Still teaching about his beloved bay

ON THE BAY

August 27, 1994|By TOM HORTON

It was impromptu; sometimes hard to catch over the noise of the wind and waves, and the growl of the waterman's engine.

But it was among the finest- ever discourses on the Chesapeake blue crab -- the crustacean equal of dropping into the Athenian marketplace as Socrates and Plato dialogued.

At center stage on this autumn day a few years ago was Edward Harrison, a Smith Islander who, during his 70-odd years on the water, caught more soft crabs than anyone who ever lived.

Ed's old wooden boat was surrounded by rafts carrying Stanford University alums from a cruise ship -- CEOs, academics, physicians -- raptly attentive to their fourth-grade-educated lecturer.

Orchestrating it was the cruise's nature guide, Dr. L. Eugene Cronin, Ed's longtime friend and student; also an eminent crab biologist who began his scientific career when most Chesapeake watermen were just figuring out how to use a crab pot (an invention patented in 1938).

Still teaching today about his beloved Chesapeake to anyone who will listen, Gene Cronin, now 78, has spanned in his career an unsurpassed range of bay science, history, politics and education.

This June, he got the prestigious Mathias Medal for bay science, the second time it has been given since being established a few years ago in honor of retired Sen. Charles McC. Mathias.

The senator, whom Cronin advised on the bay beginning when he was a state legislator, was moved by the estuary's growing problems to make a personal field tour nearly 20 years ago. From this, Mathias became the prime mover in starting the current Chesapeake Bay restoration program.

Cronin came by his calling naturally enough. A cousin of the late decoy carver Madison Mitchell, he was born and raised in Aberdeen, near the famous waterfowling reaches of the Susquehanna Flats.

He was teaching high school biology in Bel Air in 1941, when he answered a brochure advertising summer courses at the old Chesapeake Biological Laboratory at Solomons.

In short order, Cronin fell in love with zoology, was offered an appointment at the lab, and did his master's and doctorate on the biology of the blue crab.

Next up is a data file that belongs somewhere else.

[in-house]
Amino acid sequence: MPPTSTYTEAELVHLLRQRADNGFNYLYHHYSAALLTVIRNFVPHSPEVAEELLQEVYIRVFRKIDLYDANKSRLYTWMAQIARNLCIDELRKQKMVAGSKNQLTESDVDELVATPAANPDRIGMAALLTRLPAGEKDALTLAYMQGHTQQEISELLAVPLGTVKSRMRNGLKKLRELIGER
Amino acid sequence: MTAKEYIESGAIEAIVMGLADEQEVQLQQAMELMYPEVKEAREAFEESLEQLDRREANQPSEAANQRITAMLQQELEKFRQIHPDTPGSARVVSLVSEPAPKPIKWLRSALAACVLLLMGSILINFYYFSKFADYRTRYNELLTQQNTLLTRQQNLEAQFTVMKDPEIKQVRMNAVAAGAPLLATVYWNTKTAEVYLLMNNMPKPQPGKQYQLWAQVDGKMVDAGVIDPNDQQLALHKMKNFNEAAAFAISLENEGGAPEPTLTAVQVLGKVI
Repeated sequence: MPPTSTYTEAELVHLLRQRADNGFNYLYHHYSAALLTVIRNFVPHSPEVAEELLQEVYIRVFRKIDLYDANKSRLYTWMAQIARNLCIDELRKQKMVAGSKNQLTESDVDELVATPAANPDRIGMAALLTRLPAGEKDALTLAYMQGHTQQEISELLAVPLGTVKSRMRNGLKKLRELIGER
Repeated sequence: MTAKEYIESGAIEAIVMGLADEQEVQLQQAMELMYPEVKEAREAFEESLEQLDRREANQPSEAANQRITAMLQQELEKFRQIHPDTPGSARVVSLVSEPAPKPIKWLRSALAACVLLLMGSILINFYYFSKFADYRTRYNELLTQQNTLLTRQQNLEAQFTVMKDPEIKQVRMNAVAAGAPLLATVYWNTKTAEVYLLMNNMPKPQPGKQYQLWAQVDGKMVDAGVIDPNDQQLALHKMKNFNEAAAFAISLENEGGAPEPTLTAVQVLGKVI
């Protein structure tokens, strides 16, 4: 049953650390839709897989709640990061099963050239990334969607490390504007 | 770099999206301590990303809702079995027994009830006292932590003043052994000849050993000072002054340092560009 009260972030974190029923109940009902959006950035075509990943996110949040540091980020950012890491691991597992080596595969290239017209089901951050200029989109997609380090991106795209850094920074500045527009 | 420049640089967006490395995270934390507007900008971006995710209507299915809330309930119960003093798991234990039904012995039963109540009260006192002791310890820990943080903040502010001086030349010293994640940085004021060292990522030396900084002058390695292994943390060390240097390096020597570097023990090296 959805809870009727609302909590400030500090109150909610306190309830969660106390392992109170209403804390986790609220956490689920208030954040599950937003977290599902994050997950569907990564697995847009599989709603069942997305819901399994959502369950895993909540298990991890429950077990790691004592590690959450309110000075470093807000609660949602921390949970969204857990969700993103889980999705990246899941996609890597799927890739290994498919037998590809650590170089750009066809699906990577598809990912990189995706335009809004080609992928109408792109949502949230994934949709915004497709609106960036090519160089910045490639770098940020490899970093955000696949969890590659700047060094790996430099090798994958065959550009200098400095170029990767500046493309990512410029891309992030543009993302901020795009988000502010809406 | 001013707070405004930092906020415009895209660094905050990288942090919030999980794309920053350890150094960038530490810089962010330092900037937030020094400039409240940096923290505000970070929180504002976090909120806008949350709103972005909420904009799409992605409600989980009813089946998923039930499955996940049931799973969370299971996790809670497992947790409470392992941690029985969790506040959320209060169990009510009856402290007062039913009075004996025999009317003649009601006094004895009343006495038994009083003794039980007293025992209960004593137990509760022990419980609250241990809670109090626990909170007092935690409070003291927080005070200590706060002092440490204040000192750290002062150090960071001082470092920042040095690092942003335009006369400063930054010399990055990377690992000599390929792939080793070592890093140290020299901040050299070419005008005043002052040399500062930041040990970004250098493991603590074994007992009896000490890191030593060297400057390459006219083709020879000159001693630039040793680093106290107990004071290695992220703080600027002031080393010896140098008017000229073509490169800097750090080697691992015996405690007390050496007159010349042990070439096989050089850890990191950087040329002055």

He was assigned by Dr. Reginald V. Truitt, founder of the laboratory, "to master crabs," Cronin recalls.

The crab had been studied by scientists such as W. K. Brooks of Johns Hopkins as early as the 1890s, although that highly regarded researcher inexplicably made a major wrong conclusion:

"He wrote twice that the mature female crab sheds her shell again after spawning, and they never do," Cronin says.

No researcher at the time had much understanding of how crabs interacted with the Chesapeake system; why they fluctuated so from year to year between scarcity and abundance.

Dr. Truitt, Cronin says, "gave me some very smart advice on setting out -- 'get out and spend time with the very best watermen in every community around the bay.'

"I did, and what an education. I think every scientist should still do something like that."

From people like Ed Harrison and his equivalents in Rock Hall, Toddville, Crisfield and half a dozen other communities, Cronin during the next several years would accumulate a wealth of crab statistics -- and an equally great trove of stories, which he is just now beginning to write down.

He was always fascinated by the marvelous efficiency of the crabs' reproduction. Females become able to reproduce only on their last shed, or molt (a crab grows by shedding more than 20 times in its two- to three-year life).

The female at this juncture is a soft crab for the last time; and because she can be impregnated only when soft, she has just this one chance at joining with a male -- and she gives it her best.

Cronin recalls a waterman showing him a female, just shed, "rolling over on her back, fanning her abdomen [site of the genitalia] to attract males.

"He said, 'Boy, ain't that the hottest thing you've ever seen?' -- and he was right."

Such behavior, aided by secretion of a pheromone, a sex-attractant odor, is so effective that Cronin says he has examined thousands of adult females during several decades, and can only recall "two, maybe three, that were not impregnated."

"The pheromones work, and they work with an efficiency that is )) almost unbelievable."

Cronin would go on to be director of Maryland's bay research labs during three decades, forming, along with Donald Pritchard at Johns Hopkins and William Hargis at the Virginia Institute of Marine Science, what was known as the "big three" of bay science.

Those were simpler days. The three were at a conference in late June of 1972, when it began raining -- heavier than anyone had ever seen it -- all across the bay region.

With little more than a brief consultation, the directors launched an unprecedented, bay-wide sampling effort.

They would document, in a substantial book, the chemical, physical and biological impacts of Tropical Storm Agnes, whose floods proved one of the more significant natural impacts in the bay's recorded history.

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